Oil mar­ket edges up; global sup­ply glut may stymie rises

The China Post - - BUSINESS INDEX & -

World oil prices rose on Mon­day, ex­tend­ing last week’s gains, but the per­sis­tent global sup­ply glut will likely cap ad­vances, an­a­lysts said.

U.S. bench­mark West Texas In­ter­me­di­ate for de­liv­ery in May won 68 cents to US$52.32 a bar­rel.

Brent North Sea crude for May gained 79 cents to US$58.66 around mid­day in Lon­don.

“There has been a con­tin­u­a­tion in the rise of oil prices from Fri­day’s ses­sion, but the mar­ket has started this week cau­tiously due to the on­go­ing over­sup­ply sit­u­a­tion,” said Michael McCarthy, chief mar­ket with CMC Mar­kets in Syd­ney.

Both con­tracts closed last week up more than 5 per­cent thanks to a drop in the num­ber of U.S. oil rigs in op­er­a­tion, bet­ter eco­nomic data from Ger­many and eas­ing ex­pec­ta­tions that Ira­nian oil would re­turn to the mar­ket soon af­ter a deal with West­ern pow­ers over its nu­clear pro­gram.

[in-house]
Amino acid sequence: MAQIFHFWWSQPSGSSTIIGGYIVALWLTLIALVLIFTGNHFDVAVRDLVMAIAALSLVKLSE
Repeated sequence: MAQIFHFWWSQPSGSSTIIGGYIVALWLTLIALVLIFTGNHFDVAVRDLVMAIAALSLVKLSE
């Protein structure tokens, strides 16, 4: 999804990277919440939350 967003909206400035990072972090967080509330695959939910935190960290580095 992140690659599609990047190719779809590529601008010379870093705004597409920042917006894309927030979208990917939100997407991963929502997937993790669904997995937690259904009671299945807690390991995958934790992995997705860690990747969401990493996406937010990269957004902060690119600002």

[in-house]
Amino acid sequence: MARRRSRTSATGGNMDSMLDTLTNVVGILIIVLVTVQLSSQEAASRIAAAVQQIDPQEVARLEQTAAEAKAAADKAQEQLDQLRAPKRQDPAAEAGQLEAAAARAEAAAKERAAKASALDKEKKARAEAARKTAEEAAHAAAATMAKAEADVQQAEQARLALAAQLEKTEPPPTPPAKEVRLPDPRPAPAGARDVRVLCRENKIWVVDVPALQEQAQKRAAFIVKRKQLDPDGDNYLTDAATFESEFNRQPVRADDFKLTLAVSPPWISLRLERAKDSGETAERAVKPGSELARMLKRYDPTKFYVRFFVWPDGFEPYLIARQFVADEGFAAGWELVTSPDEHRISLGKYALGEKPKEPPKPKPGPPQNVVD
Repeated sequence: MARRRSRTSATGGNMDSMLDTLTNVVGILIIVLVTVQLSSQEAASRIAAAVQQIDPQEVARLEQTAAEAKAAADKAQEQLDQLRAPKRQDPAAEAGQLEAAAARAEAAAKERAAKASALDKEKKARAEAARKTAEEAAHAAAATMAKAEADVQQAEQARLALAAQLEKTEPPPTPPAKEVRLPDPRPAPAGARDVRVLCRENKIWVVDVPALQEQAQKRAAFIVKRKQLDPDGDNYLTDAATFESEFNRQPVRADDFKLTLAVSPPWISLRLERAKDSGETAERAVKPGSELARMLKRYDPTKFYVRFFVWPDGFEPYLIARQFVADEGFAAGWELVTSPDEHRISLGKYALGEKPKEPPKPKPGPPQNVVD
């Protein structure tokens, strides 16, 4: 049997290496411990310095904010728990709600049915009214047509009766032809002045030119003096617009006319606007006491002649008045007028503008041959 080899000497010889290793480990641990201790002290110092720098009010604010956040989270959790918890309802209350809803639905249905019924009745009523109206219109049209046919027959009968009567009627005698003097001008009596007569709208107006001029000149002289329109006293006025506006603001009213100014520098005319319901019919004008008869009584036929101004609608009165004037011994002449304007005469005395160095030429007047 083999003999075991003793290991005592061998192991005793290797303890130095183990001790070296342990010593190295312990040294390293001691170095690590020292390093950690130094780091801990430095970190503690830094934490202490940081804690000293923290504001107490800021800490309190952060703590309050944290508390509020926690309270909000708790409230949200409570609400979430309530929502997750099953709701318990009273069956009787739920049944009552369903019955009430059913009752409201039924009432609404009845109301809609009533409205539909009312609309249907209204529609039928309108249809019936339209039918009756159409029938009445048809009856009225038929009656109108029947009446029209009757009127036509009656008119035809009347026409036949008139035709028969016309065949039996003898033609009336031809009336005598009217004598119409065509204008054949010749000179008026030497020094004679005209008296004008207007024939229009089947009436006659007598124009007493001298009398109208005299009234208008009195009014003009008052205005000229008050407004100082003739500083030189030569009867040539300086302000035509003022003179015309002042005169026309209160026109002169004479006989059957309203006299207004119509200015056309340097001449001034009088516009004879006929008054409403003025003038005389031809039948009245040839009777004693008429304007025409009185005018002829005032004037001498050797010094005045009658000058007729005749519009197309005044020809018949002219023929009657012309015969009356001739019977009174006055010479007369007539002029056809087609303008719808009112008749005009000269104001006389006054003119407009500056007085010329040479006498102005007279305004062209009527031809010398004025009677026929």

But Sanjeev Gupta, who heads the Asi­aPa­cific oil and gas prac­tice at pro­fes­sional ser­vices firm EY, said: “In­creases in crude oil in­ven­tory in the U.S. and the an­nounce­ment of record out­put of crude by Saudi Ara­bia in

strate­gist March helped to limit gains in bench­mark prices.”

U.S. in­ven­to­ries in the week to April 3 surged nearly 11 mil­lion bar­rels to a fresh record high of 482.4 mil­lion, the U.S. Depart­ment of En­ergy said.

Mean­while in Saudi Ara­bia, Oil Min­is­ter Ali al-Naimi an­nounced out­put hit a record 10.3 mil­lion bar­rels a day in March.

The global oil mar­ket lost about 60 per­cent of its value to about US$40 per bar­rel be­tween June and late Jan­uary, ow­ing largely to an over­sup­ply in world mar­kets and the OPEC oil car­tel’s re­fusal to cut pro­duc­tion.

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